The only remaining argument in support of cursive writing is the speed at which it enables the writer to work. If most students had access to laptops or PCs which made it possible for them to type in-school assignments and exams, then the death of cursive would be a moot point. But with most of the work in schools still done by hand, a legible handwriting that can be quickly executed is invaluable. Under the stress of exams and with time constraints, students may not have enough time to write legibly; an impediment that may see them lose valuable marks. If your child can write legibly in print and fast enough to keep up during exams and while taking notes in class, they may not need to learn cursive writing.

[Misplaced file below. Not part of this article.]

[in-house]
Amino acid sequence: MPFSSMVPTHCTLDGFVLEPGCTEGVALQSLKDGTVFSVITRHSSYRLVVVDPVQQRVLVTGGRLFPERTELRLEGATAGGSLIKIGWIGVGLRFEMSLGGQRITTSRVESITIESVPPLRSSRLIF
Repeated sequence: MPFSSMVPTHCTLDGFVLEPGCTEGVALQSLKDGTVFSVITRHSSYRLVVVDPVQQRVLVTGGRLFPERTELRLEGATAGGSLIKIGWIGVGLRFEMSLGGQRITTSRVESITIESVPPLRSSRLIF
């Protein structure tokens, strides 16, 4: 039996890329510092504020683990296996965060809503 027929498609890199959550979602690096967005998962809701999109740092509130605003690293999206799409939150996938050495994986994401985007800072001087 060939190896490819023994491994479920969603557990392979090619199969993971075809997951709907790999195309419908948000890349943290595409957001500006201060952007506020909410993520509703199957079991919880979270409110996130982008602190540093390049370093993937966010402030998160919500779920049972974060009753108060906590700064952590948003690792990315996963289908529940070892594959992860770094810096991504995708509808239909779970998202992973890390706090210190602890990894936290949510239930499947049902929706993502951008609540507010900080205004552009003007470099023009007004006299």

Good penmanship has always been an asset to the well-rounded individual. Perhaps it’s old fashioned, but most people appreciate the personal touch that a hand-written letter or card conveys so much more than their digital counterparts. But sentiment must give way to progress as the need for children to be able to type outweighs the romance of cursive writing.

So what do you think? Is cursive old-fashioned goodness, or out of style?

(Note: This post is adapted from a Tutor Doctor corporate post dated Jan 16th, 2012)